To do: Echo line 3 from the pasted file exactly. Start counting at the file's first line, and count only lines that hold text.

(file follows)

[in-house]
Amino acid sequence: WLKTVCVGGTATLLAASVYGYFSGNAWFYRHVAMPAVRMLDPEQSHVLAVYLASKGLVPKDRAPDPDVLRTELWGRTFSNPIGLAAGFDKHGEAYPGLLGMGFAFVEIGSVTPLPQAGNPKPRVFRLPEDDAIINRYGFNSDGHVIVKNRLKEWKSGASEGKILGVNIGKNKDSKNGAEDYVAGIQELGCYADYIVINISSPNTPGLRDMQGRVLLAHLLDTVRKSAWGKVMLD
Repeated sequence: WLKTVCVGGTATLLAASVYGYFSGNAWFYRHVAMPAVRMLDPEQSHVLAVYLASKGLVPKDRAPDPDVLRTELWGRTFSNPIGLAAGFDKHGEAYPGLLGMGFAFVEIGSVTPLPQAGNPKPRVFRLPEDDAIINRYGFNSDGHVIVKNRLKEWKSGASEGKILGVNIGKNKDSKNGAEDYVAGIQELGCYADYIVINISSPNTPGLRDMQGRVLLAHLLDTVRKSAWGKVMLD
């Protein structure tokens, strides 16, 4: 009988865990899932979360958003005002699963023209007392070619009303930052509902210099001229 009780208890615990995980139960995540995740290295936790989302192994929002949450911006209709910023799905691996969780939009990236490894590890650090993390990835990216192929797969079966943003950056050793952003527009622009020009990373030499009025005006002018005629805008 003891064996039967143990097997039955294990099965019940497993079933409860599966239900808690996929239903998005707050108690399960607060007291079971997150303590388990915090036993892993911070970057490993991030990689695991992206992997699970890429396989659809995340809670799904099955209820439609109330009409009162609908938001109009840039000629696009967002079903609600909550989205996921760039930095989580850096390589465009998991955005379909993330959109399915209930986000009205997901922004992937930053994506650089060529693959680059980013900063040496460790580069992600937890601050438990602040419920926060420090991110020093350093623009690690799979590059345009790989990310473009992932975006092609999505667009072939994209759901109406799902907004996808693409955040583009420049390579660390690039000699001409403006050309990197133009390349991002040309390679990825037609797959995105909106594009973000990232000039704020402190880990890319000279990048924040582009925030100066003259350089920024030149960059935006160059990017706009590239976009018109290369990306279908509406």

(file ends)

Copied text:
Repeated sequence: WLKTVCVGGTATLLAASVYGYFSGNAWFYRHVAMPAVRMLDPEQSHVLAVYLASKGLVPKDRAPDPDVLRTELWGRTFSNPIGLAAGFDKHGEAYPGLLGMGFAFVEIGSVTPLPQAGNPKPRVFRLPEDDAIINRYGFNSDGHVIVKNRLKEWKSGASEGKILGVNIGKNKDSKNGAEDYVAGIQELGCYADYIVINISSPNTPGLRDMQGRVLLAHLLDTVRKSAWGKVMLD